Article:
Panasonic, BASF, Wyndham look to Walsh before making moves
MORRISTOWN, NJ -- To one industry colleague, Ed Walsh's golf game has much in common with the way he's built his eight-year-old project management firm.
"Ed is a very driven guy, and he's an excellent golfer," said Eric Witmondt, CEO of Woodmont Properties. "And a great golfer doesn't compete against his opponents. He competes against himself, and the reason that Ed has been so successful in building this business is that he doesn't look at what his competitors are doing."
Walsh's ambition and his ability to offer a unique set of services — project management and tenant and owner representation — have allowed him to build The Walsh Co. into a firm that's now guiding some of New Jersey's most high-profile real estate projects. Since founding the business, Walsh, its president, has built a client list that includes industry giants like Panasonic, BASF, Wyndham Worldwide and PSE&G.
The Morristown-based firm of more than 50 employees offers a one-stop shop of experts in fields from construction and site planning, to furniture and interior design. The company, which works on nearly 400 projects a year, offers services for "literally everything to move a company," Walsh said. And while some brokerage firms offer project management and representation services in-house, those companies "don't have the 40 people with the diverse backgrounds that we have here."
The firm's clients range from small companies making interior renovations to German chemical giant BASF, which last year broke ground on its 325,000-square-foot North American headquarters building in Florham Park. As the project manager and tenant representative for BASF, the firm's involvement stretches as far back as site and building analysis.
Walsh's earlier career included more than 10 years as a senior vice president at Gale & Wentworth, the Florham Park-based development firm now known as Gale Co. In his final days with the firm, he laid the groundwork for what he said was his first big client — Bollinger Insurance, which in 2003 was preparing to move to a 70,000-square-foot office building in the Short Hills section of Millburn.
Bollinger had outgrown its existing office, said Alex Crispo, the insurance firm's senior vice president and general counsel. When the company connected with Walsh, "he came with great recommendations — but more importantly, it was very obvious that he really knew his stuff."
"We wanted to upgrade, so we wanted a sophisticated space that was user-friendly and adaptable, because we were in a growth mode," Crispo said. "And he really put it together from A to Z, and did it relatively painlessly."
Within six months of launching his company, Walsh said, it became evident the project management and client representative role did not exist in New Jersey, giving him an in with many of the contacts he had developed at Gale & Wentworth. For development firms like Normandy Real Estate Partners and Hampshire Real Estate Cos., that meant helping them complete due diligence for new building acquisitions, he said. Brokers, meanwhile, hired Walsh to help their clients move into new spaces.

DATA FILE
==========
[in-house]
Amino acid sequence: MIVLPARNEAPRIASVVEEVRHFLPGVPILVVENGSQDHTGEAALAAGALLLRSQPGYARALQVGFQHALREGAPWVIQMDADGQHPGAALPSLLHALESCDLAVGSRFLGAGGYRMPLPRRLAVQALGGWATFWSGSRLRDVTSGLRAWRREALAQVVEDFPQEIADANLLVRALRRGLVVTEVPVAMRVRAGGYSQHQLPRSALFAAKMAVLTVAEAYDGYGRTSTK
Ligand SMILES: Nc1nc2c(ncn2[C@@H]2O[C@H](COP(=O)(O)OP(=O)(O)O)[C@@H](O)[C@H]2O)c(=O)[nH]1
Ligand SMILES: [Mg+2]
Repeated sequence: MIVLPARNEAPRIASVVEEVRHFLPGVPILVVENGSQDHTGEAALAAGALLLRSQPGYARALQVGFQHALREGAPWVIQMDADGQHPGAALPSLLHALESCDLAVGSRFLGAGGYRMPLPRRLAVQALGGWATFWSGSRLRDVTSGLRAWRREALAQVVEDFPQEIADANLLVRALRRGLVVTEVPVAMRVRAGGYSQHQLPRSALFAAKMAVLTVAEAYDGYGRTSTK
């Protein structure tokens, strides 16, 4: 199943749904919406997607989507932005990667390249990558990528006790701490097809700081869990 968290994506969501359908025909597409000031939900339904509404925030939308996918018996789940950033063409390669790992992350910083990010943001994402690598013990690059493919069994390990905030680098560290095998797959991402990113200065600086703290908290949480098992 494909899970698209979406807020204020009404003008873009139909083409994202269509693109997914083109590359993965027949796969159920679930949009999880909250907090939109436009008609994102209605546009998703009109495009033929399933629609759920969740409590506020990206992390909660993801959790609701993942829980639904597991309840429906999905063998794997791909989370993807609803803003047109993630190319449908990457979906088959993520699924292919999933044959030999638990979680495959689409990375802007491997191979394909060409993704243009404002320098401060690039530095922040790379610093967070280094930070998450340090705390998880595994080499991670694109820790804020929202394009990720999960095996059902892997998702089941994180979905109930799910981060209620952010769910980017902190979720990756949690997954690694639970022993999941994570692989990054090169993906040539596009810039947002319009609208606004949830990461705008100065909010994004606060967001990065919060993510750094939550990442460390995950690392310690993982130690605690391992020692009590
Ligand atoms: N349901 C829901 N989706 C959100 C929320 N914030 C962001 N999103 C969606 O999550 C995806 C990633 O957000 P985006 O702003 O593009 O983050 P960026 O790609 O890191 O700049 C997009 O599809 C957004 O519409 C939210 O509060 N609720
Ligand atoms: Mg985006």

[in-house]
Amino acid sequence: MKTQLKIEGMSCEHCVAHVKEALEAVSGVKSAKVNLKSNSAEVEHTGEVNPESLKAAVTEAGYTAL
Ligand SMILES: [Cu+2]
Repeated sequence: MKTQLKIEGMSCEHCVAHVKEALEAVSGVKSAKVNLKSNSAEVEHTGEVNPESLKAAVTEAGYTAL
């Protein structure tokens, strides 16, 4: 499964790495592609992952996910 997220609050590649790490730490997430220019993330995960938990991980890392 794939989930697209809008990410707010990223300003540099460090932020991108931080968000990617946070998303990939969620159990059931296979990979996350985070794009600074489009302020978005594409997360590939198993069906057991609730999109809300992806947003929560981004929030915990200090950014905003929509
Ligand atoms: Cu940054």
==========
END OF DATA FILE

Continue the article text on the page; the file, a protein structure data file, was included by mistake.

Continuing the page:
"He had a track record from having come out of Gale & Wentworth, so that helped him," said Jon F. Hanson, founder and chairman of Hampshire, which has worked with Walsh on several office and health care projects.
The work allowed Walsh to quickly build a practice of project management and representation of both owners and tenants, while landing early clients such as Quest Diagnostics, Sun Chemical and the Medicines Co. Walsh's staff now includes a diverse panel of experts and professionals, which insiders and clients say have been key to his success.
"The best leaders in business are able to surround themselves with people who make them smarter and better, because they hire up instead of hire down," said Witmondt, who has worked with Walsh for 10 years as both a developer and a broker. "And Ed has always hired up and surrounded himself with very qualified people."
By 2008, the firm had begun to take on large clients such as Wyndham, which built a new world headquarters at the Mack-Cali Business Campus, in Parsippany. Those larger contracts, along with steady work from firms like Hampshire, allowed Walsh to maintain the size of his company during the recession. The work also opened the door for other large clients looking to build despite the downturn.
Walsh's client list grew in 2010 with names like Panasonic, which is building a new North American headquarters along Newark's Passaic River, and PSEG, which is deciding whether it will move its headquarters site elsewhere in Newark.
"With major corporations like that, they are looking at his performance from others," Hanson said, which distinguished Walsh during the downturn. "He has the track record that's going to complete the projects … on time, on budget. (That's) very important to major corporations."
That's helping fuel the company's growth, too. Beginning in 2005, Walsh's firm opened offices in Boston, Washington, D.C., and White Plains, N.Y., while earlier this year, he was appointed by Gov. Chris Christie to chair the board of New Jersey's Schools Development Authority. He also served on a Christie transition subcommittee on the Department of Environmental Protection.
The venture into public service stems from his longstanding relationship with Hanson.
"I look at him as more of a friend and mentor. That's the type of guy that you go and get advice (from) when you need it," Walsh said. "And the way he talked to me about it was that you need to do your civic duty, along with actually doing your business."